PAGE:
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SSTL demonstrates new GNSS-R capabilities
Surrey Satellite Technology Ltd (SSTL) has successfully demonstrated GNSS-Reflectometry (GNSS-R) from its 18kg DoT-1 satellite. SSTL has pioneered the new field of GNSS-R with successful payloads on board TechDemoSat-1 and the CYGNSS constellation, and is continuing to develop the technology and data analysis in pursuit of this new science. The latest GNSS-R payload on-board the DoT-1 satellite is incorporated within the new small form factor Core Avionics module integral to all SSTL’s future satellite platforms. This innovation paves the way for any SSTL satellite that can accommodate a nadir pointing antenna to become part of a GNSS-R small-sat constellation.
GNSS Reflectometry is an Earth observation technique that uses GNSS signals as L-Band radar sources, allowing the satellite to take measurements of ocean wind speeds, polar ice and hydrological land parameters, at a higher spatial resolution and an order of magnitude lower cost than other methods.
This GNSS-R technology demonstration from SSTL’s DoT-1 satellite is also an important stepping stone for a proposed ESA Scout Mission Concept called HydroGNSS which comprises two 40kg satellites that collect data continually in near-polar orbits, taking hydrological measurements over the whole globe. The HydroGNSS mission concept makes advanced use of new GNSS Reflectometry techniques such as Galileo signals, dual polarisation, and coherent signal acquisition to measure 4 Essential Climate Variables (ECVs) over land: Soil Moisture, inundation, permafrost freeze/thaw, and biomass. HydroGNSS has been down-selected by ESA for a concept study, and the finally selected Scout mission will commence in 2021.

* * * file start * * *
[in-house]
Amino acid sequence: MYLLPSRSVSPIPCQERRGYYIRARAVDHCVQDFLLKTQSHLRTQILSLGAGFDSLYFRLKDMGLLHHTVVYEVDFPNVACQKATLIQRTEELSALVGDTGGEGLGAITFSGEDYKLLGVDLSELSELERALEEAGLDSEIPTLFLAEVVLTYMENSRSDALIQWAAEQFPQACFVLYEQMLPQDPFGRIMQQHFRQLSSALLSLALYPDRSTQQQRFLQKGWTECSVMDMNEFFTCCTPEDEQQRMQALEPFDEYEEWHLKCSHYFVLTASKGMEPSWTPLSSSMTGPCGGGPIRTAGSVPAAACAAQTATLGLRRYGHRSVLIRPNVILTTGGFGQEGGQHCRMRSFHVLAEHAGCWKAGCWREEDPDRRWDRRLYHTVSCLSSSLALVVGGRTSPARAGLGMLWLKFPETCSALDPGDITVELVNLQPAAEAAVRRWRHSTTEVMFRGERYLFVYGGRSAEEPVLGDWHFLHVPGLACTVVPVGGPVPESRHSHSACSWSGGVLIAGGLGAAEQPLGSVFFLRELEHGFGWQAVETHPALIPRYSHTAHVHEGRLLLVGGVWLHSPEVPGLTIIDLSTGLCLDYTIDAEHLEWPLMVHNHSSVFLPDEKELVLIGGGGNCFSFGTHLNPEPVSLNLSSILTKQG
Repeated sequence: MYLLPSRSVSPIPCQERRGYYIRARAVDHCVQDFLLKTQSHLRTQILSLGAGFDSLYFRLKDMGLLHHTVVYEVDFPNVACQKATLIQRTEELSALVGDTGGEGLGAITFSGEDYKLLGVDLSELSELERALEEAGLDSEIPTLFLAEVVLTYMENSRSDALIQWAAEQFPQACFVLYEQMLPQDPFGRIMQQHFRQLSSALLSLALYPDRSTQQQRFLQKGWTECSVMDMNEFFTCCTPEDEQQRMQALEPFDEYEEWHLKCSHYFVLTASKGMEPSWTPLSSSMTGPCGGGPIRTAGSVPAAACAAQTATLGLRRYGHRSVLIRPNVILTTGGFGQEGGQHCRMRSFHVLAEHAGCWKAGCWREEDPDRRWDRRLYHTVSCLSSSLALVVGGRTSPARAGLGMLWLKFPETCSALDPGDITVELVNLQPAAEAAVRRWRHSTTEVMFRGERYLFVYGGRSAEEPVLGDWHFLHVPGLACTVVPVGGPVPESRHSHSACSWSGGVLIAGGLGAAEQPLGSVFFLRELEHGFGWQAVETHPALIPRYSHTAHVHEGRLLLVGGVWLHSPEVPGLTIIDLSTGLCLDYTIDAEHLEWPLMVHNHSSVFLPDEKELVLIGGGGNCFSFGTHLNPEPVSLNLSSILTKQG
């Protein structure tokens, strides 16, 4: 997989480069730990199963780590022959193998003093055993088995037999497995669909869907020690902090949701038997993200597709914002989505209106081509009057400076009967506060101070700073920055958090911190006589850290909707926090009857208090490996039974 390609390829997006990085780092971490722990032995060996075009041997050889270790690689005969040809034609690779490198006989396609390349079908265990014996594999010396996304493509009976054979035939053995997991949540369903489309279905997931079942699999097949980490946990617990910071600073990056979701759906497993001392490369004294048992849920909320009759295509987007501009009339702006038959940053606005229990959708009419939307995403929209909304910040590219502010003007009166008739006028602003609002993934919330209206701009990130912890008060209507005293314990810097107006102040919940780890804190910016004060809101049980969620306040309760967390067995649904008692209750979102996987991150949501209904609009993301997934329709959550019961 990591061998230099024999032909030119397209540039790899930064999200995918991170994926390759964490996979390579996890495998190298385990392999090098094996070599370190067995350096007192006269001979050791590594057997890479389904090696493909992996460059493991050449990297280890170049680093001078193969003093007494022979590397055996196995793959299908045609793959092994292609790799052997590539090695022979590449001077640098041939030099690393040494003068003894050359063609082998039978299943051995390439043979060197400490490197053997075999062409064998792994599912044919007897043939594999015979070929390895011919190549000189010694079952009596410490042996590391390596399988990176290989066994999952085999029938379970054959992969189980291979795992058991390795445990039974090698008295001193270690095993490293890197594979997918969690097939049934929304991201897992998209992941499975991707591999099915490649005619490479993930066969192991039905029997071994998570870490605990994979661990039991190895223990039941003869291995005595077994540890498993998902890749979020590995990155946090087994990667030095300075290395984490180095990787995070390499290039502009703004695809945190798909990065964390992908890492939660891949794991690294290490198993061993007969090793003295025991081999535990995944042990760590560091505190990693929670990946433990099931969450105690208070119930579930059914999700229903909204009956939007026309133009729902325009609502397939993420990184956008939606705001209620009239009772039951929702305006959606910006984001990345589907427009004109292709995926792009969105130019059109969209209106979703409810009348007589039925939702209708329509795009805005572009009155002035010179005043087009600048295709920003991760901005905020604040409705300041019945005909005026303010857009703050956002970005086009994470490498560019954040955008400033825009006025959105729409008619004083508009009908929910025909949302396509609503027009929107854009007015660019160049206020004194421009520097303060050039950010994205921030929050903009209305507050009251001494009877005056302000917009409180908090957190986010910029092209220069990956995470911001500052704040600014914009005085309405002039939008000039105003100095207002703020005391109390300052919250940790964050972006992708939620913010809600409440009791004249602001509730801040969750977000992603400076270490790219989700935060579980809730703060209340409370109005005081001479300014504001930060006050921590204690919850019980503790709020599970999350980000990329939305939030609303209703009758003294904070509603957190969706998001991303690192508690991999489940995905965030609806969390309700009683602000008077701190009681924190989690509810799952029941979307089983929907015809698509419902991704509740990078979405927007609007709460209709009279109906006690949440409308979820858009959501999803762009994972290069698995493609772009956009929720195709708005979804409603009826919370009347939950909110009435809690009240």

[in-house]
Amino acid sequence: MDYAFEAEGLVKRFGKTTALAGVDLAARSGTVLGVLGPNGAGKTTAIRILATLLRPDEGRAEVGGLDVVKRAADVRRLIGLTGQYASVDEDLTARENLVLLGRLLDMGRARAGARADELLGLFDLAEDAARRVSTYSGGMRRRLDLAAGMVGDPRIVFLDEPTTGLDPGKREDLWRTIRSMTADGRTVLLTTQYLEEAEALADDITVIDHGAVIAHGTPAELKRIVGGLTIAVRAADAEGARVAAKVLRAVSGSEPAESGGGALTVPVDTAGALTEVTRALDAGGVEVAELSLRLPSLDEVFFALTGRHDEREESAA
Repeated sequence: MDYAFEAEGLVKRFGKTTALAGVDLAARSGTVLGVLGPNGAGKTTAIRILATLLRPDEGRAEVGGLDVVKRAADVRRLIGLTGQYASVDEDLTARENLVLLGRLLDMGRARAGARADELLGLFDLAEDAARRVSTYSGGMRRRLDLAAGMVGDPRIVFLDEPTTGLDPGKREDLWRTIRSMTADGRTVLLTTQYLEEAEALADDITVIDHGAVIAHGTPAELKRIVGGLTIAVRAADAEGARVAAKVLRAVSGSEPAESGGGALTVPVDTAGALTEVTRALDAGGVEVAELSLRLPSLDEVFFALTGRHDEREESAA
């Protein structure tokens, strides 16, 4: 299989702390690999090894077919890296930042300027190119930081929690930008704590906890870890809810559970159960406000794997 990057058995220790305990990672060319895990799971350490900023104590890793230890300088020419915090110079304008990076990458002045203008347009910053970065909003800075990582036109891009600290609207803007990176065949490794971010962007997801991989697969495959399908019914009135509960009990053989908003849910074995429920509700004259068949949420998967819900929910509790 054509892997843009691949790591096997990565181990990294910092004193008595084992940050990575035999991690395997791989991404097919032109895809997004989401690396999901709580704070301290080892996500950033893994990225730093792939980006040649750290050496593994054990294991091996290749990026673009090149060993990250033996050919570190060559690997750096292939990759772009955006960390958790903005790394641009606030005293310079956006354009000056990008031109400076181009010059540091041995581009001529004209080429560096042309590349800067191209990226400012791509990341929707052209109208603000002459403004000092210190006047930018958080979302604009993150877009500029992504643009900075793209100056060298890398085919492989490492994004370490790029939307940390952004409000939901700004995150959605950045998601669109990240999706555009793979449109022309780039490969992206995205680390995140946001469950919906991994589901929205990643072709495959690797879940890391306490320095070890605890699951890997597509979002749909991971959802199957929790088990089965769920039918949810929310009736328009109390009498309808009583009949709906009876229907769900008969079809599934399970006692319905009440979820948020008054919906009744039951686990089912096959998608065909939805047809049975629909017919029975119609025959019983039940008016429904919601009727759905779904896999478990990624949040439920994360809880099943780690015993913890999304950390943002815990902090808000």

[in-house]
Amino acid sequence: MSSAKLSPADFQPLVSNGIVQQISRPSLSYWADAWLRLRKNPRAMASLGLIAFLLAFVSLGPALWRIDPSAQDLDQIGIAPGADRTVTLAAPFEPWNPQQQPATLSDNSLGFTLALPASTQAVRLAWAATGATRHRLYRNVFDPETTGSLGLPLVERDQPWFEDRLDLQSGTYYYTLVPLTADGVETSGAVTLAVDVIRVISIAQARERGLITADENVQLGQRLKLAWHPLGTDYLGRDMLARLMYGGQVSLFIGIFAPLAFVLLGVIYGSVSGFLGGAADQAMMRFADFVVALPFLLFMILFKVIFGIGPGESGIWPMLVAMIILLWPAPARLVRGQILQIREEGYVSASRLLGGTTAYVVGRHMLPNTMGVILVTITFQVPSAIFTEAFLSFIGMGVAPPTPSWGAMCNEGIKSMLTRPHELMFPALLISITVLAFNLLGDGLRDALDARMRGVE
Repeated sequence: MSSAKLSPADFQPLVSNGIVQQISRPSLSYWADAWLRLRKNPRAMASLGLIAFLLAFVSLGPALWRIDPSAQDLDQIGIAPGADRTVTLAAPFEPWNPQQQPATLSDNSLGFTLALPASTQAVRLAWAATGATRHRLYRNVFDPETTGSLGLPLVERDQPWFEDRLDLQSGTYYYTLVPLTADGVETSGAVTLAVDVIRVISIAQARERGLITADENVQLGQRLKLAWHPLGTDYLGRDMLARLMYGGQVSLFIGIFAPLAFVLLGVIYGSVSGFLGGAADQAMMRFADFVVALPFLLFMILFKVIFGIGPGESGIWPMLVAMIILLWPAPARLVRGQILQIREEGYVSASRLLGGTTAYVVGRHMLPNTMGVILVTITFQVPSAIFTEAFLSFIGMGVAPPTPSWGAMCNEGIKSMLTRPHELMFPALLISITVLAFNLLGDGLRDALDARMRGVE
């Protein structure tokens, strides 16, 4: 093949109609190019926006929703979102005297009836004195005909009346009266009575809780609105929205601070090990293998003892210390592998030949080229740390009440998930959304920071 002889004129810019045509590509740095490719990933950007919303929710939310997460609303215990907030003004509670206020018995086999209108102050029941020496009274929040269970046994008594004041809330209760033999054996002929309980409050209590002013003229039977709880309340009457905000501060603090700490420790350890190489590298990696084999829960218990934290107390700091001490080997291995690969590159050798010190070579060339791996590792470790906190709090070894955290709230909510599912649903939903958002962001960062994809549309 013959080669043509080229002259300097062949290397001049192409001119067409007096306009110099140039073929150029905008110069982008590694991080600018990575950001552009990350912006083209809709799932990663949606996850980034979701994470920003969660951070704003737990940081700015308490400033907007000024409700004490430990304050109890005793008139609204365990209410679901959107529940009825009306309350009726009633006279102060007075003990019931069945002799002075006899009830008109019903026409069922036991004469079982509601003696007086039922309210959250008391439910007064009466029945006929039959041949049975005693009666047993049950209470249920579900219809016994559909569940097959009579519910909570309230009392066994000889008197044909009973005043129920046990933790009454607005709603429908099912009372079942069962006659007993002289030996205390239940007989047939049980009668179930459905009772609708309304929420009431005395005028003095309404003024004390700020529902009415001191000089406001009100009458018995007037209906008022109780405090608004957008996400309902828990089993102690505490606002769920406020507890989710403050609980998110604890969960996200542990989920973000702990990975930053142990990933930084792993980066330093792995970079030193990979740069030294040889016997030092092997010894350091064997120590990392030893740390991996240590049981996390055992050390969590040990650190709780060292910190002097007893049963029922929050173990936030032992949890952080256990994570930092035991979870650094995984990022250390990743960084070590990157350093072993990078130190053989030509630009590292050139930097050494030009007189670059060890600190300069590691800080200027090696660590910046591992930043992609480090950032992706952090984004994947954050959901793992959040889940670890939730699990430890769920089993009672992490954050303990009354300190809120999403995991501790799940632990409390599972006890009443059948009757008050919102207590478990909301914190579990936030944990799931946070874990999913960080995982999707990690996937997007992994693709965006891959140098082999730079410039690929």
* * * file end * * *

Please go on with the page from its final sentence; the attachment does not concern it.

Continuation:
SSTL’s GNSS-R instrument collects and processes measurements into a “Delay Doppler Map” (DDM) that can be corrected and inverted into Level 2 products such as ocean wind speed, as has already been successfully demonstrated by the SSTL GNSS-R instruments on-board the TechDemoSat-1 and CYGNSS missions. The plot below shows results from data gathered by the DoT-1 satellite on 12th August 2020 and shows simultaneous “Delay Doppler Maps” from four separate GPS satellites. As this is a forward scattering technique, the stronger signals with redder peaks indicate a calmer ocean with lower wind speeds. Approximately 40 minutes of data were collected from the Pacific to the Antarctic to the Southern Ocean.